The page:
The most notable modifications to the Italian copyright law include the presumption of ownership of the neighbouring rights, as it was already the case for author's rights; the possibility for collective and "representative" organizations to independently promote judicial actions in order to defend their members' rights; the possibility to ask judges to

Google's victory in court against German publisher

5 July, 2006

(Dieser Artikel ist auch in deutscher Sprache verfügbar)

Google has just obtained a significant victory against the German publisher Wissenschaftliche Buchgesellschaft (WBG), having asked an injunction in a German court to stop the giant from scanning books in its Books Library project.

WBG dropped their case on 28 June after the judge told them they had poor chances in winning. Although backed by the German publishers associations, the publisher failed to bring arguments in support of its action and the court ruled that there was no copyright violation resulting from the development of Google's project.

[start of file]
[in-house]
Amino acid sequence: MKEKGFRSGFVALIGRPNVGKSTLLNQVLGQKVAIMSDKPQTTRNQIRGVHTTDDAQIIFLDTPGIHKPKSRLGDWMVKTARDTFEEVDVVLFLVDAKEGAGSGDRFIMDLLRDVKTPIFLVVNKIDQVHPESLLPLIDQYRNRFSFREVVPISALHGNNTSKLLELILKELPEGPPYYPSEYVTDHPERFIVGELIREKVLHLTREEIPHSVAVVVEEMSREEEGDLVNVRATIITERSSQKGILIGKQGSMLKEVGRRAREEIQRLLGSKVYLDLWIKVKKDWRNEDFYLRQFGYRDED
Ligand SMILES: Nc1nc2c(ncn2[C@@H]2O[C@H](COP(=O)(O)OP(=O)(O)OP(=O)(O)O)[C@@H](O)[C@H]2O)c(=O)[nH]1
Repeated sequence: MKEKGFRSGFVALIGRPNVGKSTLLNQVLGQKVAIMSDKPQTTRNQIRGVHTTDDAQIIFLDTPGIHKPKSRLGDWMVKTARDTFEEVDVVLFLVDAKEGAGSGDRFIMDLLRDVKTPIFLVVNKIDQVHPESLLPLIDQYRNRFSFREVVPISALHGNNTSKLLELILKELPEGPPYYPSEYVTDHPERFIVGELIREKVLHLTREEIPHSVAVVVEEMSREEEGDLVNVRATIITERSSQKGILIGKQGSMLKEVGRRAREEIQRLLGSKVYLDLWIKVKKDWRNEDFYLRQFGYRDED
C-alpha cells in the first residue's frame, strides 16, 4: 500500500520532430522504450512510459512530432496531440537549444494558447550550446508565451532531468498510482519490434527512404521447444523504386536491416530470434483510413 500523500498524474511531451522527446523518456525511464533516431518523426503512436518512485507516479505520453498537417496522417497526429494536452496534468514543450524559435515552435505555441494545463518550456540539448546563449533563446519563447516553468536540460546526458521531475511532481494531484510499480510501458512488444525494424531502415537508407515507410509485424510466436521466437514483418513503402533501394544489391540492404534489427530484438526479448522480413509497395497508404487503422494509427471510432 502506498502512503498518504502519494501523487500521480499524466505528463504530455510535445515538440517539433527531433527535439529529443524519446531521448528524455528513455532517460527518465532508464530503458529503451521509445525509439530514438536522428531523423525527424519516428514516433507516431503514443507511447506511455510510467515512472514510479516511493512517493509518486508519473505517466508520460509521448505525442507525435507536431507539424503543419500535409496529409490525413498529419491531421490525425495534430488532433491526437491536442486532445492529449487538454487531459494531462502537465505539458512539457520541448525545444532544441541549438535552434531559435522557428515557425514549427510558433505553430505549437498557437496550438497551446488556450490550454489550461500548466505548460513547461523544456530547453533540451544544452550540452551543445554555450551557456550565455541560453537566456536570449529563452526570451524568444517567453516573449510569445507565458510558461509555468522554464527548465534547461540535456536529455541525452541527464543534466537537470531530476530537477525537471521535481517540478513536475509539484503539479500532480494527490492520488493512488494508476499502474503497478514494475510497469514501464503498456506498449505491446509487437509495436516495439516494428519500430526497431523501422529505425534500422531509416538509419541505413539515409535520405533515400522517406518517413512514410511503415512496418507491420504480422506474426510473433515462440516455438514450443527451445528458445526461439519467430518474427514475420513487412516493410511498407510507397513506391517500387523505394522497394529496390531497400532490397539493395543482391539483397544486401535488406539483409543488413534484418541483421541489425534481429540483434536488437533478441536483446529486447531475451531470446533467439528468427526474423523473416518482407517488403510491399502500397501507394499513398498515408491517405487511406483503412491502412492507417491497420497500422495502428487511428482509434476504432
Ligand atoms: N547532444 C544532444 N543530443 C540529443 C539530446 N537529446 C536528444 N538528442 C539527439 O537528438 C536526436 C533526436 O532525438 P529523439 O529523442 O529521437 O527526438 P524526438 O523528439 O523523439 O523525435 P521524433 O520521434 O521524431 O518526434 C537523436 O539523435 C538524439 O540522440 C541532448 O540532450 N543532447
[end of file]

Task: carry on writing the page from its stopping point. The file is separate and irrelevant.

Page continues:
Google has undertaken to digitize library books and place the contents on its search engine working within this process with six US libraries and one

Private copy system under scrutiny

7 June, 2006

The issue of the private copy remuneration system is becoming a subject of debate for interest groups from all over the world. L'AEPO-ARTIS grouping 27 associations of artists of Europe, the International Federation of Musicians and the International Federation of Actors took a stand in the support of the present private copy levy system.